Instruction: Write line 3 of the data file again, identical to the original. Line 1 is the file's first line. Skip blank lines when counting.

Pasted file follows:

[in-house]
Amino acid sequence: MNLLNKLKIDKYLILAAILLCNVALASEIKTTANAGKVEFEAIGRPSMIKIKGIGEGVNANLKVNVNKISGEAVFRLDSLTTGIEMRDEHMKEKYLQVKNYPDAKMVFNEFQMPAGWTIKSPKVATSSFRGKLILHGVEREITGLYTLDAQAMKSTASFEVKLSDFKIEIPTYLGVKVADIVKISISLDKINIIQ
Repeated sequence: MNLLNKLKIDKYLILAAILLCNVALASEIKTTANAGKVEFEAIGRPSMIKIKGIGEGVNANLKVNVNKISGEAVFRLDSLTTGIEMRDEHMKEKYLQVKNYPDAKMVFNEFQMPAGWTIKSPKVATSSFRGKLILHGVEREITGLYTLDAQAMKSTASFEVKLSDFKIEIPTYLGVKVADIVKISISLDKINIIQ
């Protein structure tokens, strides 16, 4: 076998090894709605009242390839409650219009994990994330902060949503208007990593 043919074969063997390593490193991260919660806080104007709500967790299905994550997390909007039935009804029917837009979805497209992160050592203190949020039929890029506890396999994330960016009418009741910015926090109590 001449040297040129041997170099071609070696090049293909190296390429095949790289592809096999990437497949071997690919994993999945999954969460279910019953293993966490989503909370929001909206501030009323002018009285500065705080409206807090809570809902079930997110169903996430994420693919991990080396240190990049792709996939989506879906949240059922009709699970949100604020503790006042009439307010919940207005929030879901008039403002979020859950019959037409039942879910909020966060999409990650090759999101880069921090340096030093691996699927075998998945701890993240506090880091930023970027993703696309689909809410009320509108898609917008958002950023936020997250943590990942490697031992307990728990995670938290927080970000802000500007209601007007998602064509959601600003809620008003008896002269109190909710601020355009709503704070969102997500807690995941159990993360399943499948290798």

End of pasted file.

Repeated sequence: MNLLNKLKIDKYLILAAILLCNVALASEIKTTANAGKVEFEAIGRPSMIKIKGIGEGVNANLKVNVNKISGEAVFRLDSLTTGIEMRDEHMKEKYLQVKNYPDAKMVFNEFQMPAGWTIKSPKVATSSFRGKLILHGVEREITGLYTLDAQAMKSTASFEVKLSDFKIEIPTYLGVKVADIVKISISLDKINIIQ